The term dyslexia comes from two Greek words “dys” meaning “difficulty” and “lexia” meaning “language”. It was first coined in 1887 by Rudolf Belin in Germany to describe the inability to read.
9 years later Dr Pringle Morgan described the condition in the British Medical Journal and this is more or less the definition still used today:
“an inability to read occurring in an otherwise bright and developmentally normal child”.
It is estimated that around 5% of the population has some form of dyslexia.
A good definition of “Dyslexia” is…
Dyslexia is a language based learning disability.
Dyslexia refers to a cluster of symptoms, which result in people having difficulties with specific language skills, particularly reading.
Students with dyslexia usually experience difficulties with other language skills such as spelling, writing, and pronouncing words.
Dyslexia affects individuals throughout their lives; however, its impact can change at different stages in a person’s life.
It is referred to as a learning disability because dyslexia can make it very difficult for a student to succeed academically in the typical instructional environment.
In its more severe forms, will qualify a student for special education, special accommodations, or extra support services.
1 in 5 are Dyslexia
A large percentage of the population still do not understand what dyslexia is,
the difficulties which the condition presents and do not know how best to support them.
Dyslexia is not an obvious difficulty; it is hidden.
As a result, dyslexic people have to overcome numerous barriers to make a full contribution to society.
Dyslexia may become apparent in early childhood, with difficulty putting together sequences
(for example, coloured beads, days of week, numbers) and a family history of dyslexia or reading difficulties.
Toddlers may jumble words and phrases, forget the names of common objects,
have problems with rhyming or show slightly delayed speech development.
They may have never crawled (even if walking early) and have problems getting dressed,
putting shoes on the right feet and clapping rhythms.
At school, children may lack interest in letters and words, have problems with reading and spelling,
put letters and figures the wrong way round, be slow at written work and have poor concentration.
These problems persist as the child grows up, with poor reading, writing and spelling skills,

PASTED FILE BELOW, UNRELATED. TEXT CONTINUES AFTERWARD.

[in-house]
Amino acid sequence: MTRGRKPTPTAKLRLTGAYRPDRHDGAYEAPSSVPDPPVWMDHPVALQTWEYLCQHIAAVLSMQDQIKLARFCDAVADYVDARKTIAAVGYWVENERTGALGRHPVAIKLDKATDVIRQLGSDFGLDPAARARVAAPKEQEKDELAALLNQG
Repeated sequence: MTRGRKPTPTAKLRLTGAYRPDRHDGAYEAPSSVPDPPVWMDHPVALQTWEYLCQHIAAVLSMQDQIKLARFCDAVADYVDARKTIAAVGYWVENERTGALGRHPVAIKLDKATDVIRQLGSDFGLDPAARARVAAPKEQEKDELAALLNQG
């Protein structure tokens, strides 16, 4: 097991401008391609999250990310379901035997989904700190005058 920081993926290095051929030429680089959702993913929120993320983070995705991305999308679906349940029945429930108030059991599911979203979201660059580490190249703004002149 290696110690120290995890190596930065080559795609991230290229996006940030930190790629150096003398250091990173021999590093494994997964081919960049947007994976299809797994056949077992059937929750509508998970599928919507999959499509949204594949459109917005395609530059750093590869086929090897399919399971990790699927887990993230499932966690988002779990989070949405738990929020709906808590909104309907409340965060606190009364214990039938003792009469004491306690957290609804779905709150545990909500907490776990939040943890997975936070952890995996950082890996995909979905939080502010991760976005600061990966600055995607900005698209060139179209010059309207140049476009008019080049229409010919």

which can erode their self-esteem and confidence.
Severity of the Disability
The impact varies in individuals, depending on the severity of the disability, as well as the instructional methods used.
Young children with dyslexia have difficulty with phonological awareness, the ability to recognize and manipulate letter sounds.
This includes skills such as identifying beginning letter sounds like /c/ in cat, or words that rhyme, like cat and rat.
Reading problems can be due to a variety of factors, including behavioral or other disabilities that inhibit learning.
Dyslexia is a language-based learning disability.
While it is considered a specific reading disability, it can impact a variety of language skills, including spelling, writing and pronunciation.
It is considered a learning disability because it can affect academic success in the typical learning environment.
Some research has suggested there are differences in the brain development of someone with dyslexia, but this in no way affects intelligence or the ability to learn.
Some signs of Dyslexia:
- Child has difficulties sounding out words
- Slow laborious reading
- Reads without expression
- Ignores punctuation while reading out loud
- Guesses based on first letter of word
- Puts extra sounds into a word
- Drops syllables
- Reverses sounds
- Struggles with spelling
- Substitutes small common words
Children and Adults seem to suffer from a range of difficulties
that go way beyond literacy, including problems with:
- short-term memory
- Verbally Expressing Themselves
- social skills
Dyslexia can also affect